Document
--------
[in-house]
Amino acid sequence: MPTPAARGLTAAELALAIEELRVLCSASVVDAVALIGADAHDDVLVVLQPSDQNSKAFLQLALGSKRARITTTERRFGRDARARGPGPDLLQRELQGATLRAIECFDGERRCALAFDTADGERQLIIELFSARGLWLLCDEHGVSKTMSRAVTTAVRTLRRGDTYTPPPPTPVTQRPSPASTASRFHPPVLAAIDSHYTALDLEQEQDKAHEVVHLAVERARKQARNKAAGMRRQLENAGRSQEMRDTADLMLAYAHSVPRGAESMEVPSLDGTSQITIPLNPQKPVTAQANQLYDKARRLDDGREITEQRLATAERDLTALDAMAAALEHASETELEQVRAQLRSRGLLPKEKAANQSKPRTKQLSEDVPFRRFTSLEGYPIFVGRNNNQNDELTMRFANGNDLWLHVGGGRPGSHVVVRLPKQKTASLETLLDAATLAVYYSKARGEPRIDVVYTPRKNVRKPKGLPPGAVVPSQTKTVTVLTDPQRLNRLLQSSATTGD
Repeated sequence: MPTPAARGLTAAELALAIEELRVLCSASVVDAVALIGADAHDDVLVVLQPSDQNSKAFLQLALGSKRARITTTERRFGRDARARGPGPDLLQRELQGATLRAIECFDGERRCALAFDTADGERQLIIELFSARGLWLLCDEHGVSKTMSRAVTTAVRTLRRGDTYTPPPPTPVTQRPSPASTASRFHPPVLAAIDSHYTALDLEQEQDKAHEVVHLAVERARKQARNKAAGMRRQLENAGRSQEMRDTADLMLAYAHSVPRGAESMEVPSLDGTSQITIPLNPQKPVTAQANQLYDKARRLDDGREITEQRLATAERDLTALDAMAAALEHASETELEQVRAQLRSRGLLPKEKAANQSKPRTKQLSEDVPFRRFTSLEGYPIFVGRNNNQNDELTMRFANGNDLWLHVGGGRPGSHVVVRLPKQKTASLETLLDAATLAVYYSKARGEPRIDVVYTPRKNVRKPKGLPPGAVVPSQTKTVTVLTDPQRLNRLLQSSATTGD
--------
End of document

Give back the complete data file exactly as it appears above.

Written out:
[in-house]
Amino acid sequence: MPTPAARGLTAAELALAIEELRVLCSASVVDAVALIGADAHDDVLVVLQPSDQNSKAFLQLALGSKRARITTTERRFGRDARARGPGPDLLQRELQGATLRAIECFDGERRCALAFDTADGERQLIIELFSARGLWLLCDEHGVSKTMSRAVTTAVRTLRRGDTYTPPPPTPVTQRPSPASTASRFHPPVLAAIDSHYTALDLEQEQDKAHEVVHLAVERARKQARNKAAGMRRQLENAGRSQEMRDTADLMLAYAHSVPRGAESMEVPSLDGTSQITIPLNPQKPVTAQANQLYDKARRLDDGREITEQRLATAERDLTALDAMAAALEHASETELEQVRAQLRSRGLLPKEKAANQSKPRTKQLSEDVPFRRFTSLEGYPIFVGRNNNQNDELTMRFANGNDLWLHVGGGRPGSHVVVRLPKQKTASLETLLDAATLAVYYSKARGEPRIDVVYTPRKNVRKPKGLPPGAVVPSQTKTVTVLTDPQRLNRLLQSSATTGD
Repeated sequence: MPTPAARGLTAAELALAIEELRVLCSASVVDAVALIGADAHDDVLVVLQPSDQNSKAFLQLALGSKRARITTTERRFGRDARARGPGPDLLQRELQGATLRAIECFDGERRCALAFDTADGERQLIIELFSARGLWLLCDEHGVSKTMSRAVTTAVRTLRRGDTYTPPPPTPVTQRPSPASTASRFHPPVLAAIDSHYTALDLEQEQDKAHEVVHLAVERARKQARNKAAGMRRQLENAGRSQEMRDTADLMLAYAHSVPRGAESMEVPSLDGTSQITIPLNPQKPVTAQANQLYDKARRLDDGREITEQRLATAERDLTALDAMAAALEHASETELEQVRAQLRSRGLLPKEKAANQSKPRTKQLSEDVPFRRFTSLEGYPIFVGRNNNQNDELTMRFANGNDLWLHVGGGRPGSHVVVRLPKQKTASLETLLDAATLAVYYSKARGEPRIDVVYTPRKNVRKPKGLPPGAVVPSQTKTVTVLTDPQRLNRLLQSSATTGD